Pursuing Pandemic Passions

When the pandemic first hit, many people found themselves bored. A few notable students found passion projects to occupy their time.

The three pictures across the top are crocheted blankets by Chloe Fleurie. The bottom pictures are Hanna Atkinson's favorite photos she's taken.

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The three pictures across the top are crocheted blankets by Chloe Fleurie. The bottom pictures are Hanna Atkinson’s favorite photos she’s taken.

Ainsley Ellis, Reporter

March 13, 2020.

A day no one will forget. The day the world came to a screeching halt before our eyes.

Our lives seemingly went from a thousand miles an hour to zero. Parties, sporting events, school, and work all became less important than the health of our communities. 

With so much time on our hands at home, many found themselves bored; others found a passion and used that to fill their time.

For Dallastown students, these passions ranged anywhere from starting to crochet to using photography as an excuse to get out of the house, as well as document the odd times.

Sophomore Hanna Atkinson has loved taking photos for years, and she continued her love of photography throughout the pandemic. 

“My parents first got a camera in the spring of my 7th-grade year, I was still playing soccer and only dabbled in photography. In 8th grade is when I really started to take pictures during soccer games and baseball games since my brother played,” Atkinson said.

Atkinson used her camera to capture the early months of the pandemic, but also notes that photography has always had a  positive impact on her life.

Atkinson took this photo of a fellow Dallastown student. Atkinson claims it’s one of her favorite pictures she’s ever taken.

“It helps me mentally, it gets me out of the house, I get to see people, and I get to meet people that I probably would never meet if I hadn’t started photography,” Atkinson explained.

Atkinson’s favorite pictures to take are sports and animals, but she loves to try out new styles and techniques. 

Atkinson’s love for photography has not made her want to become a full-time photographer, however, she hopes to continue photography as a passion during college and beyond.

“I don’t think I would become a full-time photographer since the industry isn’t at a full-time job place, it most likely will become more of a side job for me in college and potentially in my adult years,” Atkinson mentioned.

For Atkinson, the pandemic helped her passion to flourish because of the unique circumstances it provided.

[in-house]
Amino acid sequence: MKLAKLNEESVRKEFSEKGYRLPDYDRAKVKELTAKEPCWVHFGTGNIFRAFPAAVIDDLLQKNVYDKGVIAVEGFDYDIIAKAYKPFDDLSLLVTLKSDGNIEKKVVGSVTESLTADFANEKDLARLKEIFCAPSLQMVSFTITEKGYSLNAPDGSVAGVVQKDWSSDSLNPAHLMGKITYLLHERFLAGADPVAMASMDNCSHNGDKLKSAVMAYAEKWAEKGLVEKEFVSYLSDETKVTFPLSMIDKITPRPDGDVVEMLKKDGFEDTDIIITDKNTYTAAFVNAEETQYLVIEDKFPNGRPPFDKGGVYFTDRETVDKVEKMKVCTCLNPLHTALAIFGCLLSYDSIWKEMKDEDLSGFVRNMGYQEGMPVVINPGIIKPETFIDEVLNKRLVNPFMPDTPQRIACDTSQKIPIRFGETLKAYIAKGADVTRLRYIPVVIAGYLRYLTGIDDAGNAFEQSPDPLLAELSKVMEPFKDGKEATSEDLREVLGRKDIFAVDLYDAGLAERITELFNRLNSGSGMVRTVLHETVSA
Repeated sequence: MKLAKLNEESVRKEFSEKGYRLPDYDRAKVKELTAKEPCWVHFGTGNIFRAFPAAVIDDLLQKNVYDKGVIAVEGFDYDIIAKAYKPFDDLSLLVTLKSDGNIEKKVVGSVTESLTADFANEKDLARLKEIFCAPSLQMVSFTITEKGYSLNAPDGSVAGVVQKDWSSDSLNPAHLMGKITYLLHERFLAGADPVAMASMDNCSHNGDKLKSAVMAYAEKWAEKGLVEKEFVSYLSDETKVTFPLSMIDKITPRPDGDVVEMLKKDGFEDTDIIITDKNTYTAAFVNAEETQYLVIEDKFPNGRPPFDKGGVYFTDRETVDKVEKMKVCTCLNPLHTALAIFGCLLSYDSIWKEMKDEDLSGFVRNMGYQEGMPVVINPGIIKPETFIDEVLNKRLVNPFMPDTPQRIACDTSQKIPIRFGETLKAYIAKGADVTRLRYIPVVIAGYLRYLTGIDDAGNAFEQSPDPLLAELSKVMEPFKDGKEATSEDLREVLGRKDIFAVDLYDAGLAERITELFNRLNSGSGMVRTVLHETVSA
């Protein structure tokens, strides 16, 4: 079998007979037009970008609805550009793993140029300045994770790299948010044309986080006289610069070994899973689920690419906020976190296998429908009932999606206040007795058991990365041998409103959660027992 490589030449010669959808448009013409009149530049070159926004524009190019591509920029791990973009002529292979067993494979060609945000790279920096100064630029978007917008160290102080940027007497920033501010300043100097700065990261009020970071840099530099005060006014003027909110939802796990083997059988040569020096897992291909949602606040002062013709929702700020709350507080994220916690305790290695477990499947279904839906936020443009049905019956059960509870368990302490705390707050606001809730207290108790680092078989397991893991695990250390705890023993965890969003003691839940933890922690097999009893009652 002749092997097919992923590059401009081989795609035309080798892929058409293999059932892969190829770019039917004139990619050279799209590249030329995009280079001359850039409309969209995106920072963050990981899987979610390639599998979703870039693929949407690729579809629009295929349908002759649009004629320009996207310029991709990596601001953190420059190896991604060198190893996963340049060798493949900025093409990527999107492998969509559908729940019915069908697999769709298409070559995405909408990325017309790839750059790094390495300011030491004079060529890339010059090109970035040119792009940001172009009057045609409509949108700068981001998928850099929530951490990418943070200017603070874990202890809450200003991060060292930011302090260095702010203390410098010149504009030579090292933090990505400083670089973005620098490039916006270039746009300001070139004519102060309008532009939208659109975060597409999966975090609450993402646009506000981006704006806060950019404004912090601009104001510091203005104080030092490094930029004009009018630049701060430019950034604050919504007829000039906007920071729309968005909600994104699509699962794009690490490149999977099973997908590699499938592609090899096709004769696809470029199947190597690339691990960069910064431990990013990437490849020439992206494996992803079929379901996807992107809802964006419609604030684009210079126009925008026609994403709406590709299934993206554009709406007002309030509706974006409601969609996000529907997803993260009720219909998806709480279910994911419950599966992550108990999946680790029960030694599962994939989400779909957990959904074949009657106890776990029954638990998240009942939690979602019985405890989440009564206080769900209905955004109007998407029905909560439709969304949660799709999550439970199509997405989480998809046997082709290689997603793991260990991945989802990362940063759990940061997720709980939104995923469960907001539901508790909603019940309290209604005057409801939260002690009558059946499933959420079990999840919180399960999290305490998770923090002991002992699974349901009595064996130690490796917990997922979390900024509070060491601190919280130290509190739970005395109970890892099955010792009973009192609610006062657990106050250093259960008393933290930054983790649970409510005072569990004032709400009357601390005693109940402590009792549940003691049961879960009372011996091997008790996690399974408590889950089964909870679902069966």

“Covid positively affected my passion only because it made it possible for me to see how far I could go with taking photos. I could go to more sporting events, I could take pictures of my senior friends for their senior portraits, and I could find ways to do more fun things with the camera that I have,” Atkinson commented.

Photography wasn’t the only notable pandemic passion in Dallastown. 

Senior Chloe Fleurie started crocheting in the midst of the pandemic to conquer her boredom and to make gifts for friends and family.

“For my friend’s birthday, Gillian Cunningham, I decided to crochet a blanket for her. It was called finger crocheting I think, so it wasn’t with a hook but it turned out really well and she loved it. That was back in August 2020,” Fleurie noted.

Fleurie has come to really enjoy crocheting because of the relaxation factor of it.

I definitely suggest trying it or picking up a hobby that is relaxing for you to do because it could help a lot!”

— Chloe Fleurie

“I don’t know why, but when I crochet it helps me to relax a little while I do it. I find it a way to relieve myself from all the stress that gets built up. I think it’s because I can just sit somewhere and crochet and binge watch a tv series or movies,” Fleurie exclaimed.

She also noted the positives of having a hobby that you are interested in and the benefits it has given her.

“I definitely suggest trying it or picking up a hobby that is relaxing for you to do because it could help a lot! It really helped me this year because of being online for school and having to get things done before I graduate and the stress from my two jobs,” Fleurie said.

Fleurie crochets blankets, which she sells, and she has tried making pillows too.

“So far, I’ve completed 7 blankets. I have 2 that are half complete and 2 more that I need to start. I’m trying to make a profit off of this too, so anyone can talk to me about the colors they want and the size they want,” Fleurie mentioned.

Fleurie sells her crocheted blankets that look like this in a variety of colors!

Fleurie also mentioned that she would like to start learning how to crochet other items to further her field of knowledge.

“I’d like to try making scarfs or hats or stuffed animals though. That would be pretty fun,” Fleurie commented.

Just as for Atkinson, the pandemic positively impacted Fleurie’s passion for crocheting because of the stress relief factor.

While there were many negative effects of the pandemic worldwide, these two ladies found passions to occupy their time and for a mental boost during these hard times.

No matter how difficult the times, there are always positives that come out of it, and students were able to demonstrate that.